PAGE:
Sunday Night Blues? Deciding If It's Time to Move On
by Joan Lloyd

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Do you have the Sunday night blues? You know...that dread in your gut about going to work the next day? Most people have experienced the bummed out feeling that comes at the end of the weekend. But if your dread is a regular depression, it's time to do some re-thinking about your job.

Before abandoning what you have, you'd be wise to take a closer look before bidding adieu. Once you have a better idea about where the angst is coming from, you will be positioned to run toward a better situation, rather than simply away from a problem.

For example, if it's your manager or co-workers you detest, it may be a matter of moving to a similar job in a different company. If you dislike the work, perhaps a move to another department in your own company will do the trick. If it's part of your work that you dislike, a conversation with your manager may enable you to change the mix enough to make it tolerable. Sometimes it's the hours-maybe a later start time, or working part time, will be enough to cause more satisfaction.

It sometimes helps to set a deadline for a stay or leave decision. For instance, picking a decision date six months away can make you feel as if you are doing something to get the ball rolling. Then you have six months to weigh options, discuss the situation with people you trust and then make a decision. Often, without much action at all, a decision will start to gel in the back of your mind and by the time the date arrives you are clear about what you want to do.

Use the time between now and the deadline to gather information
Surf the web and check out job boards, career pages on companies you admire, and websites of professional organizations in your field. There are so many sites to choose from and it's a safe and confidential way to look around. Start reading industry journals and local business publications. Save articles about interesting companies and jobs you'd like to explore.

Step up your networking
It's best to start with people you know and work outward from their contacts to the next tier of contacts. Be ready to describe what you are looking for, but more importantly, be ready to sell what you can offer. Talk about the results you have achieved and the skills you want to apply on your next job. That will put the listener in a position to help you with specific ideas.

It may be time to go to that convention you've been putting off. Use the time between sessions to meet people and let them know you are conducting a discrete job search. They may have a contact for you, or know about a job opening. Bring your resume along-you'd be surprised how many employers use conventions as recruiting venues.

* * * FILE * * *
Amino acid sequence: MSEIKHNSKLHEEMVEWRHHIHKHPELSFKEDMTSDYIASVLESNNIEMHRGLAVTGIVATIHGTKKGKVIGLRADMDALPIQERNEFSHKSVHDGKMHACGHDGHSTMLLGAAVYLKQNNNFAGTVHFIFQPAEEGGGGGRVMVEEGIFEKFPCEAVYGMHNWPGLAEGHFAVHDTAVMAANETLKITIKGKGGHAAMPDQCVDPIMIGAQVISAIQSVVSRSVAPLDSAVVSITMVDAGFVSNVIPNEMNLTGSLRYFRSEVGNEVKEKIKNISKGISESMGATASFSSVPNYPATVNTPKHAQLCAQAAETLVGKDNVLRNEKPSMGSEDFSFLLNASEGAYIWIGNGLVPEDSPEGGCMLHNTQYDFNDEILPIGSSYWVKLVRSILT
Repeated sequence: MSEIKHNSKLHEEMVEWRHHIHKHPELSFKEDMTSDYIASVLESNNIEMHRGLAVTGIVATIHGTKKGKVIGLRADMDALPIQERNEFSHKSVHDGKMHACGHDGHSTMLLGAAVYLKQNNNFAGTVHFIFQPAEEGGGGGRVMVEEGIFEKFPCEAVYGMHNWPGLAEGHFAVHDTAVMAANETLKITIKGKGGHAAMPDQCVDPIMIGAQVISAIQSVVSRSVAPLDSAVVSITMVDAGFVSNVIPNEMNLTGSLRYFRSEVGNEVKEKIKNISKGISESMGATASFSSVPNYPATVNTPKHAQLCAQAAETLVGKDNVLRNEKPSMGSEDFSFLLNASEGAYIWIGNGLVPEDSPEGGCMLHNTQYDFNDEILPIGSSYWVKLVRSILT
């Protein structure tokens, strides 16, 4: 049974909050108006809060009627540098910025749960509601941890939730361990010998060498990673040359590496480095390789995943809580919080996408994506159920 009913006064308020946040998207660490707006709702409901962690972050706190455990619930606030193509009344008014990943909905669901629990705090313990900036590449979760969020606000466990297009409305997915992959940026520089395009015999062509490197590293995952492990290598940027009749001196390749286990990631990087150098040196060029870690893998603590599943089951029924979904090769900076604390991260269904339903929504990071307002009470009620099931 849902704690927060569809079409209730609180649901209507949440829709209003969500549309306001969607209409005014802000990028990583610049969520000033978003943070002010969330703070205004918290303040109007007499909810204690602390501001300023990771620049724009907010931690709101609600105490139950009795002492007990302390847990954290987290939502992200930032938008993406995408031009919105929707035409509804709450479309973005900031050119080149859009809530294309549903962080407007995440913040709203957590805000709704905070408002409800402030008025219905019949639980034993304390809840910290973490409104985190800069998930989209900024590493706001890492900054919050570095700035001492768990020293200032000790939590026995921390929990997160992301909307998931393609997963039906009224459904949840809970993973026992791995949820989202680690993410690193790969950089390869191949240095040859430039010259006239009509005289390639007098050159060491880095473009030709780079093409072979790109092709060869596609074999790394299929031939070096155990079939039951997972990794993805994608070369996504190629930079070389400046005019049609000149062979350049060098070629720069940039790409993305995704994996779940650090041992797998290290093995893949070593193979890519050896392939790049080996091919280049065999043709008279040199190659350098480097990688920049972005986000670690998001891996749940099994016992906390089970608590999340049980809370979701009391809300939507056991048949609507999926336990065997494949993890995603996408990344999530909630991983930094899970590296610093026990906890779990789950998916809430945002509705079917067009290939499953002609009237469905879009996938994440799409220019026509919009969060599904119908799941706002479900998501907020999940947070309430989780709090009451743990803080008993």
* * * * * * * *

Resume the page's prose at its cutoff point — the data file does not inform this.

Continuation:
Do some informational interviewing
Start making lists of companies or fields you are interested in and start asking people you know for names of people who could give you advice. In spite of the tools on the Web, networking is still the number one means by which people find jobs.

Talk with your significant others
It's time to take stock of your financial situation. Talk with your significant other about how much money you need to make, where you want to live, and the job conditions that are agreeable to you both.

Don't think it will be better to quit your job to look for another job. It's a fallacy to think, "I will have more time to look." That may be true but being unemployed makes future employers suspicious and you may have more trouble getting in the door.

This may be the time to pay down debt and sell that stuff you never use. Lightening the load can make you more emotionally and physically mobile.

When decision day rolls around, set a meeting with yourself and see where you are in the process. If you need more time, set another date in the future. If the decision has been made to leave, start your job hunt in earnest. And if you decide to stay, you will fell more settled, knowing you have explored your options and for now, this is the decision you are making. When you feel in control, it makes a big difference. When Sunday night rolls around, you will feel better knowing you've made an educated choice.

Joan Lloyd has a solid track record of excellent results. Her firm, Joan Lloyd & Associates, specializes in leadership development, organizational change and teambuilding. This includes executive coaching, 360-degree feedback processes, customized leadership training, team assessment/teambuilding and retreat facilitation. Her line of management, career and job hunting tools (booklets, audios, CD & video) are available on her website. Email Joan if you have a question you would like considered for publication. Visit her website, www.JoanLloyd.com, to search her archive of more than 1100 articles, by keyword or category.

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